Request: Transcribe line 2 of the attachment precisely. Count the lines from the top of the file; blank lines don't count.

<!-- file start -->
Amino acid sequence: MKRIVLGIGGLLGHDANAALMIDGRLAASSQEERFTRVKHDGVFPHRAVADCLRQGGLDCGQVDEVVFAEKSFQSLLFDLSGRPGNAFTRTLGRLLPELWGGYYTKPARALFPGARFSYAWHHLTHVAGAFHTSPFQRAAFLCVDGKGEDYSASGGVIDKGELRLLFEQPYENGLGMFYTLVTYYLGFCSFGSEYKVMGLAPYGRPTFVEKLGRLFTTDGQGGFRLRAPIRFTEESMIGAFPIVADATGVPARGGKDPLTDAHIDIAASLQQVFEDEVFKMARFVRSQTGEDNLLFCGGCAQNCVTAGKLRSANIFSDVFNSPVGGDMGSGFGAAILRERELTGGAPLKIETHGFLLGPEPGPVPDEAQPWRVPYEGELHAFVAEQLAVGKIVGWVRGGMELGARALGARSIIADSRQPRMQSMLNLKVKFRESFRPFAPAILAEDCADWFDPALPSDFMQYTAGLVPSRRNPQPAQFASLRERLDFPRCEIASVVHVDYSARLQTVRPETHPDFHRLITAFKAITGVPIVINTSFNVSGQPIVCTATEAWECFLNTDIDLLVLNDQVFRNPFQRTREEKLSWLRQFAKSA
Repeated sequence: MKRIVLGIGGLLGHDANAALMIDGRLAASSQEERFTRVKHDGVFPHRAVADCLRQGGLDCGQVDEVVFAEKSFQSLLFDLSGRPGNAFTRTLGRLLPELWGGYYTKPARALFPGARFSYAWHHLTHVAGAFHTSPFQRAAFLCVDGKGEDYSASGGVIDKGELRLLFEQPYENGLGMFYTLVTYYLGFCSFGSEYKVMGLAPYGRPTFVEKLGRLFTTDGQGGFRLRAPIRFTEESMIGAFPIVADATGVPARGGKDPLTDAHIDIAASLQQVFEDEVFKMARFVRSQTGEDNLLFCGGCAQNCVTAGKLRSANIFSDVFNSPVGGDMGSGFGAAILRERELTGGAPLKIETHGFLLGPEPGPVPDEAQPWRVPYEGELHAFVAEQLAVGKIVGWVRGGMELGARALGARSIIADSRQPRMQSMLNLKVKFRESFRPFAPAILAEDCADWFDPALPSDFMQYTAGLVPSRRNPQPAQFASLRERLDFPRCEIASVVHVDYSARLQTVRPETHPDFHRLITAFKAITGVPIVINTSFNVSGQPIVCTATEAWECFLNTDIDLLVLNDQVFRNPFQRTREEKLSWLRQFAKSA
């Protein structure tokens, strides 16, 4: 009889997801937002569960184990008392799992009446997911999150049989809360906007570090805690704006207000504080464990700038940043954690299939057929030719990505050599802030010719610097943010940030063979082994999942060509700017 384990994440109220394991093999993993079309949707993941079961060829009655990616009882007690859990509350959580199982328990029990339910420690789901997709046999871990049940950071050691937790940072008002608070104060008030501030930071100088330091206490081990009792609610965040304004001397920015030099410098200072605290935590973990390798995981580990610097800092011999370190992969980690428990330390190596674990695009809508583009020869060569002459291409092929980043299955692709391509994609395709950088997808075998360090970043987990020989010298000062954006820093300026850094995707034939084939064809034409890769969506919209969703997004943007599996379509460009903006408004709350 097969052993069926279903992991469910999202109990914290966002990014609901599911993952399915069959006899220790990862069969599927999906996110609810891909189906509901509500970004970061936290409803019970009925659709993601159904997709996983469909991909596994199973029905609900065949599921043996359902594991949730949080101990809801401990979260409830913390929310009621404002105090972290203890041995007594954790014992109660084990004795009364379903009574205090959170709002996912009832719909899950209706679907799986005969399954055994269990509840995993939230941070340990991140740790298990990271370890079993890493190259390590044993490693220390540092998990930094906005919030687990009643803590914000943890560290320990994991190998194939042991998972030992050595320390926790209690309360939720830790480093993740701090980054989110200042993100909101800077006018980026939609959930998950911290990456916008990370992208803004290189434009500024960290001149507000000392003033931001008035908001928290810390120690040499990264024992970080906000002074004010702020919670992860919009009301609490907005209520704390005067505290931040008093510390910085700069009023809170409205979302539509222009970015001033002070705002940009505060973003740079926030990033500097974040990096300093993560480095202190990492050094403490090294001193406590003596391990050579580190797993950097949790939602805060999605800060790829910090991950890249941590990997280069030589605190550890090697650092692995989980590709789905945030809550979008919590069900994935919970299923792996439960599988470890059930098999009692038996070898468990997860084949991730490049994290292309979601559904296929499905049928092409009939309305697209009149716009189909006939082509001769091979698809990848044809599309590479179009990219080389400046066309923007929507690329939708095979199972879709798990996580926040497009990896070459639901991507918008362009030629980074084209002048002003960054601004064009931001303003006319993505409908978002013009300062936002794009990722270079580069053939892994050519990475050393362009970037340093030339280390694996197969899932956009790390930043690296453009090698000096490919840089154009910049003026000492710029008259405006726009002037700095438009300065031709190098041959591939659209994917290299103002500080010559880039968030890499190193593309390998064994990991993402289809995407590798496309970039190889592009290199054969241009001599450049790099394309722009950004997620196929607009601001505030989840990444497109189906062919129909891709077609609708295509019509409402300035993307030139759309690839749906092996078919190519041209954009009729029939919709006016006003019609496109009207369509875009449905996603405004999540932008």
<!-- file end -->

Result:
Repeated sequence: MKRIVLGIGGLLGHDANAALMIDGRLAASSQEERFTRVKHDGVFPHRAVADCLRQGGLDCGQVDEVVFAEKSFQSLLFDLSGRPGNAFTRTLGRLLPELWGGYYTKPARALFPGARFSYAWHHLTHVAGAFHTSPFQRAAFLCVDGKGEDYSASGGVIDKGELRLLFEQPYENGLGMFYTLVTYYLGFCSFGSEYKVMGLAPYGRPTFVEKLGRLFTTDGQGGFRLRAPIRFTEESMIGAFPIVADATGVPARGGKDPLTDAHIDIAASLQQVFEDEVFKMARFVRSQTGEDNLLFCGGCAQNCVTAGKLRSANIFSDVFNSPVGGDMGSGFGAAILRERELTGGAPLKIETHGFLLGPEPGPVPDEAQPWRVPYEGELHAFVAEQLAVGKIVGWVRGGMELGARALGARSIIADSRQPRMQSMLNLKVKFRESFRPFAPAILAEDCADWFDPALPSDFMQYTAGLVPSRRNPQPAQFASLRERLDFPRCEIASVVHVDYSARLQTVRPETHPDFHRLITAFKAITGVPIVINTSFNVSGQPIVCTATEAWECFLNTDIDLLVLNDQVFRNPFQRTREEKLSWLRQFAKSA